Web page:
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CooperBurnett Solicitors meet the team Katie Hancock Associate Solicitor. Tax Planning and Wills, Probate & Trusts

According to the Alzheimer’s Society, there are currently around 850,000 people with dementia in the UK and this is projected to rise to 1.6 million by 2040.


Here at CooperBurnett, we were the first business in Tunbridge Wells to officially be named as ‘dementia friendly’. Since then, Associate Solicitor, Katie Hancock, from our Private Client team has become a Dementia Friends Champion, with the goal of not only increasing our understanding of dementia across the team here but also sharing her knowledge with the wider community.


“Within the Private Client team, we have all developed specialist areas and I have become increasingly involved with supporting our elderly and vulnerable clients,” says Katie. “It’s an area we simply can’t ignore. There is currently no cure for dementia and more and more people will be living with it as the years go on. As a community, there isn’t as much understanding as there could be and, through Dementia Friends, we are hoping to change that.”


Dementia Friends is a national initiative from Alzheimer’s Society that aims to change the way we think, act and talk about dementia. There is already an active Dementia Friends Community in Tonbridge, led by Christine Parker from Abbey Funeral Services, and a similar initiative launched in Tunbridge Wells just before the pandemic hit.


“We are hoping now to start holding regular meetings and strengthen the community here,” explains Katie.


As a Dementia Friends Champion, Katie’s plan is to start rolling-out hour-long information sessions which are tailored to different groups in the local community including school children and businesses. She is also looking to deliver sessions within care homes to relatives to help increase their understanding of the condition their loved one is living with.


“There is an appetite here from my colleagues at CooperBurnett to discover more about dementia, so my plan is to initially deliver the information sessions to the team here, five or six people at a time,” she explains. “Then I’ll be ready to roll it out into the wider community. I’ve already had interest from some other local professional firms and the Alzheimer’s Society has a dashboard where I can see requests for sessions from the community.”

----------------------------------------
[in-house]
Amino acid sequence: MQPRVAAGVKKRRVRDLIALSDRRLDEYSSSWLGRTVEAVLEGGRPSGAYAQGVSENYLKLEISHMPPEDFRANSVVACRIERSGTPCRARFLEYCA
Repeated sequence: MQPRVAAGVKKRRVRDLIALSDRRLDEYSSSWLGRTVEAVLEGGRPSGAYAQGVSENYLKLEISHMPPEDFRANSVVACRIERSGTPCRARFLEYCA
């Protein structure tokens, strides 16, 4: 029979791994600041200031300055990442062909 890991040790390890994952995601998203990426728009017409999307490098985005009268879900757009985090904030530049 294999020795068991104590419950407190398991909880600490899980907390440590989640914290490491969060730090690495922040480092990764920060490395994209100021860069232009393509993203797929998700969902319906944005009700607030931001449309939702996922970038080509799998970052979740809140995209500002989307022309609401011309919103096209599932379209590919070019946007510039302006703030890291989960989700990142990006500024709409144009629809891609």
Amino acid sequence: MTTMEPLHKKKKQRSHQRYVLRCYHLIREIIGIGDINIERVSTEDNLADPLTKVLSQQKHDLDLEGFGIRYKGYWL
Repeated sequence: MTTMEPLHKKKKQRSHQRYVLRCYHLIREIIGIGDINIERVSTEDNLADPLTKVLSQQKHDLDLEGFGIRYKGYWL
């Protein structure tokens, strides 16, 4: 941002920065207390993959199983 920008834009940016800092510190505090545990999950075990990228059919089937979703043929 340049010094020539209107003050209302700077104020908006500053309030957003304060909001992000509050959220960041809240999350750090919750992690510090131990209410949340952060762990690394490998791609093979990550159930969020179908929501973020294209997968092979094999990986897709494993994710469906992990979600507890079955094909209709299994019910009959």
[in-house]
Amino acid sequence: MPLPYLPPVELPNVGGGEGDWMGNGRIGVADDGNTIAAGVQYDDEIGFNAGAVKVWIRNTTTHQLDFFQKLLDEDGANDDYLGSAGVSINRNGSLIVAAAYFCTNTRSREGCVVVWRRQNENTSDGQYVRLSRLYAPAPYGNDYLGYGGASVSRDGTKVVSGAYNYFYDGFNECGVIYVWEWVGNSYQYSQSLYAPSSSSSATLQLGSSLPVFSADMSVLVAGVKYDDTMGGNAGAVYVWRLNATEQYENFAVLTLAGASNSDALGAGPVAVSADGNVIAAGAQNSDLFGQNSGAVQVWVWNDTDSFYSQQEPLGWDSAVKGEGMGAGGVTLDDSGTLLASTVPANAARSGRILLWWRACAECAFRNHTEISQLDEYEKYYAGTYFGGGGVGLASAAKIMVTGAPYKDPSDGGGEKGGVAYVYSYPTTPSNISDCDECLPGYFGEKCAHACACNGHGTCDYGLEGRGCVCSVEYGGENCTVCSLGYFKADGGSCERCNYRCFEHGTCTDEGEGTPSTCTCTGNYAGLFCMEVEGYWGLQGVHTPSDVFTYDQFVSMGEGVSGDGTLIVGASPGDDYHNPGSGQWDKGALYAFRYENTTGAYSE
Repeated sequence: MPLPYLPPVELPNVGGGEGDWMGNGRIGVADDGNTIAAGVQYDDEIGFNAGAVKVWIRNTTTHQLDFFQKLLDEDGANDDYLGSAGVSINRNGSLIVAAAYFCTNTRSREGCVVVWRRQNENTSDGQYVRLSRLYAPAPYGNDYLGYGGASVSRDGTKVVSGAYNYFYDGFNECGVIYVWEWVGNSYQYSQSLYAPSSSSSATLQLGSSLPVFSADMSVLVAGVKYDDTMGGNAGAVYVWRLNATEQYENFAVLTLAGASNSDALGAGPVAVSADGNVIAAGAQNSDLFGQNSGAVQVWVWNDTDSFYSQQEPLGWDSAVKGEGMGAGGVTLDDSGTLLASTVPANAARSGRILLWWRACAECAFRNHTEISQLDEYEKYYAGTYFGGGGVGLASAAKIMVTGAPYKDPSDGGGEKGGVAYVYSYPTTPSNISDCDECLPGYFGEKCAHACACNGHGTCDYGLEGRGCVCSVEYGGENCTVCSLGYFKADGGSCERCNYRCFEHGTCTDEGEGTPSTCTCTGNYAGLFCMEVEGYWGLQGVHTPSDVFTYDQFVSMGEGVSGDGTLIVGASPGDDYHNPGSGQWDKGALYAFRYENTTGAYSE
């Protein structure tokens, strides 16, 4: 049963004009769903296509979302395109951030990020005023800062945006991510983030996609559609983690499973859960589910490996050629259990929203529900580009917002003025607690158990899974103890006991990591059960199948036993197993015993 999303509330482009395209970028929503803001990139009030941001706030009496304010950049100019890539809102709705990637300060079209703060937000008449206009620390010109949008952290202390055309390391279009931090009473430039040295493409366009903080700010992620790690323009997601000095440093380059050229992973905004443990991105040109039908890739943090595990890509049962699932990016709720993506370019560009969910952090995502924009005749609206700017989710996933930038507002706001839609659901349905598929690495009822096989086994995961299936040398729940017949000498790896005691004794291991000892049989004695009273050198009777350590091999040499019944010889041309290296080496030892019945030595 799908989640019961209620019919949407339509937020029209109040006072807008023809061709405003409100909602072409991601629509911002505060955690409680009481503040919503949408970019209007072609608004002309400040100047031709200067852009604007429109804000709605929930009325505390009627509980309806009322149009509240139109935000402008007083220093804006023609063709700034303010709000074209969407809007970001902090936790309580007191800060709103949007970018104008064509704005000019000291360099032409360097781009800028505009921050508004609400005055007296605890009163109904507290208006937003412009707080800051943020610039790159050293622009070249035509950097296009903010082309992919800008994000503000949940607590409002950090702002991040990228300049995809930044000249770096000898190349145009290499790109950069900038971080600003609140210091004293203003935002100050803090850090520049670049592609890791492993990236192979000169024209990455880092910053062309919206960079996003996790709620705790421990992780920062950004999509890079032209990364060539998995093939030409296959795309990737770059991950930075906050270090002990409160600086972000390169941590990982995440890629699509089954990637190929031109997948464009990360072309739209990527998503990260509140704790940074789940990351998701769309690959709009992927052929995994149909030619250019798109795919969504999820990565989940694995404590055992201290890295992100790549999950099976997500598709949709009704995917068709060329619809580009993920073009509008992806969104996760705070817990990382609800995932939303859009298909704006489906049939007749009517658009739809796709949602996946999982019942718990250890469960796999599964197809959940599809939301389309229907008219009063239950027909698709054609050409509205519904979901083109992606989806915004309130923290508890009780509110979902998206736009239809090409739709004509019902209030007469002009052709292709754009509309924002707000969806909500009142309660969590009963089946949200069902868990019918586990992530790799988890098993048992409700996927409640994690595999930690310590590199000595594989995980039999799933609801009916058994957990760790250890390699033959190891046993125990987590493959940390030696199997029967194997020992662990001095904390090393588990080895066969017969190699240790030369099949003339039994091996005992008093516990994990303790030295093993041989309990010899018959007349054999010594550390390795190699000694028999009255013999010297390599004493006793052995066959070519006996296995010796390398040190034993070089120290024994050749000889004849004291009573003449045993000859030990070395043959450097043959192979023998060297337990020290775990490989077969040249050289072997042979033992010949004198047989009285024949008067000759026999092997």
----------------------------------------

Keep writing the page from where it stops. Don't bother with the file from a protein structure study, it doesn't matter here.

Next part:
In her role as a Private Client solicitor, specialising in Wills, LPAs and probate, Katie frequently acts for clients who have been affected, both directly and indirectly, by dementia.


“The tools and understanding I’ve developed due to my association with Dementia Friends has really helped me in my role here at CooperBurnett,” says Katie. “I’ve become more understanding and sensitive to the situations I find myself in with my elderly clients. It’s about treating people with the respect they deserve.”


She continues: “What I’ve really come to understand is that people with dementia have their own reality but that doesn’t mean they can’t live a fulfilling and happy life if we take the time to understand their perception of things. Relatively small changes can make a big difference and the key message is that there is more to a person than the dementia.”


Katie graduated with a degree in law from the University of Kent in 2005 and completed her Legal Practice Course (LPC) at The College of Law in Guildford in 2008. She qualified in 2012 and joined us here at CooperBurnett in 2018.


“The team here is great; really supportive,” says Katie. “We all know each other and that helps when there’s a need to refer work within CooperBurnett, as I immediately know who the best person will be.”


Katie says she was particularly drawn to Private Client work, as it’s very client-facing. Not surprisingly, she’s found the lack of face-to-face meetings with clients a challenge during the pandemic.


“It’s not just the fact that I enjoy meeting people but I think the risks are higher if you don’t see them in person, particularly when it comes to mental capacity issues or perhaps how clients really feel about particular decisions, such as the provisions of their Wills,” she explains. “It’s just so important to make your wishes clear when you are still alive, because nobody can double check issues with you after you’re gone.”


Within the Private Client team, Katie describes probate as her ‘bread and butter’.


“Clients have enough to deal with at that time, without the administrative burden which probate brings,” she says. “It’s nice to tell somebody not to worry and to hand over all the paperwork for us to deal with. It takes some of the pressure away at a difficult time.”


Katie adds though that there are challenges at the moment: “Most of the probate applications we deal with now have to be submitted online and while you’d think that would speed up the process, it really hasn’t! We are really having to manage clients’ expectations regarding that, particularly if there’s a property which needs to be sold.”


In her spare time, Katie enjoys arts and crafts, a hobby she shares with her children. During lockdown, this particularly included making pom poms, which she crafted into wall hangings and wreaths. Her efforts have even featured on a popular Facebook group for crafters.


If you are interested in finding out more about becoming a Dementia Friend, please get in touch with Katie on kch@cooperburnett.com or tel: 01892 515022.

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November 10, 2021
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